According to LinkedIn’s State of Sales Report 2020, 97% of salespeople said that technology is either “important” or “very important” to their sales process. Meanwhile, the number of salespeople relying on sales intelligence tools has increased 54% in the past two years.
In the past decade, the sales playing field has changed dramatically. What may have worked for sales reps before is now insufficient.
In the recent past, a bright charisma, creativity, and improvisation drove the majority of sales. Then, authenticity ruled the day. Most recently, social proof and trust-building are essential for brands.
While all of these are still valued today, these approaches alone just don’t cut it.
Sales enablement is a term that has recently gained a lot of traction in the business world. While sales enablement has always existed, it is only in the past five years that a universally accepted term has been put forth to describe the processes, people, and technology that reduces friction in the sales process.
Companies of all types have been placing a heavy emphasis on inbound lead strategies for the past few years. While some may argue inbound is the key to sustainable sales success, others point to the lack of control of your pipeline.
Many sales leaders wonder if the inbound mentality is creating a culture of less-effective salespeople who can only close leads that are served to them on a silver platter. For the long-term success of your company and its salespeople, is outbound sales the real game changer?
Data analytics is a key business tool that helps successful companies plan growth, execute strategies, and make the right adjustments along the way. According to Insights2020 research, nearly 70% of executives working with “overperforming” companies attributed the corporate success to interpreting and acting on disparate chunks of data.
Sales enablement is a term that is gaining traction in the corporate world and its definition varies greatly depending on who you ask.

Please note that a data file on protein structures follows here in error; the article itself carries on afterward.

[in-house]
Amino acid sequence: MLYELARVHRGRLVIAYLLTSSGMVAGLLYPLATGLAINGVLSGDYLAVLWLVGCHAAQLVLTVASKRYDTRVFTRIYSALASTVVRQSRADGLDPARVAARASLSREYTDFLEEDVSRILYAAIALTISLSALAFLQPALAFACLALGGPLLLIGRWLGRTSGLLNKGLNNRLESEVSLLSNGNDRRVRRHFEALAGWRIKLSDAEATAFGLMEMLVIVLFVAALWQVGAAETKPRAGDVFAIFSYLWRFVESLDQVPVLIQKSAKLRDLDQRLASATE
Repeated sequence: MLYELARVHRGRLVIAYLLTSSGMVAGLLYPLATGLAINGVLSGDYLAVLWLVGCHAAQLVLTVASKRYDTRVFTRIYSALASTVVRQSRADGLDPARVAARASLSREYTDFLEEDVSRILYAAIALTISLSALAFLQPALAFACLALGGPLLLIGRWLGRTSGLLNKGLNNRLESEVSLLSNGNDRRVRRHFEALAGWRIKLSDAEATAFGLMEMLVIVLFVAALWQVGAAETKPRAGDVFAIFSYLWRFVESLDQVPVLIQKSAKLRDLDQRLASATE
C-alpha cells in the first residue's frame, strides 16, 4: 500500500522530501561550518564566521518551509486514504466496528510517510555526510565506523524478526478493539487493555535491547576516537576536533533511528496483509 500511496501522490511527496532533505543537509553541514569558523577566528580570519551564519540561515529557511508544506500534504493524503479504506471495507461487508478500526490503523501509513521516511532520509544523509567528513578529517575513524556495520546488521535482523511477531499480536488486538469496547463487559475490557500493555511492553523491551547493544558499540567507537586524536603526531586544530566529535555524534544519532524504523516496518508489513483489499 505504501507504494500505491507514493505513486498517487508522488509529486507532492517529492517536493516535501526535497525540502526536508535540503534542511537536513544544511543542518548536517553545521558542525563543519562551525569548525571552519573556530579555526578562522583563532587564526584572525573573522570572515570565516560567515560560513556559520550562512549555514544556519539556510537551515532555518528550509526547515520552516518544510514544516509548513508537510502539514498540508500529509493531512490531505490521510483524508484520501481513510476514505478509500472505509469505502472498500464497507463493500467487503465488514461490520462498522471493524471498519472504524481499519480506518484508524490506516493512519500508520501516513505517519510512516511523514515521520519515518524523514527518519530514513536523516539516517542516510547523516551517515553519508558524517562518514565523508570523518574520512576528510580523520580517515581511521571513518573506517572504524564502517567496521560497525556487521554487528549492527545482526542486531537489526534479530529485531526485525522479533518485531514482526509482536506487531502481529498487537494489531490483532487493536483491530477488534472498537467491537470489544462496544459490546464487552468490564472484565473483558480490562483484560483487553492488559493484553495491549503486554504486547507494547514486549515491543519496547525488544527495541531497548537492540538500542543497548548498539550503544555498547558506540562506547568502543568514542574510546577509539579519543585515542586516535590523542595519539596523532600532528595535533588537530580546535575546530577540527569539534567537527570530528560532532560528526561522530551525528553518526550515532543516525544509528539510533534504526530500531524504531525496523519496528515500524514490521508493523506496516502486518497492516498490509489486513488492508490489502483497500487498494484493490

To some, sales enablement means content management. To others, it means sales rep training or coaching. Some would venture even deeper into the concept of sales enablement and say it’s not a business strategy, but instead, a company vision.
Most CEOs have a vision or value proposition that is the backbone of their company and corporate strategies. Quite frequently, however, that value proposition isn’t communicated to or followed by the sales team (and other important departments).
Value proposition misalignment and confusion can wreak havoc on your growth plan as departments market to the wrong customers, work towards different goals, and use the wrong tools and messaging to sell products and services that they don’t fully understand.
Being a successful salesperson doesn’t necessarily mean you’ll make a great sales manager. After all, the customer-centric skill set that helps you close deals is much different than the team-focused skills needed to coach, motivate, and inspire a diverse group of salespeople.
According to HubSpot research, the average salesperson only spends about one-third of their day selling. The rest of their day is spent on non-revenue generating activities such as writing emails, entering data, prospecting and researching calls, going to meetings, and other administrative tasks.
As a sales manager, you know it's easy to get overwhelmed - even when your team is performing well. However, the weight of all of the data and all of those starting points grows exponentially when you have to evaluate and resolve a dip in sales.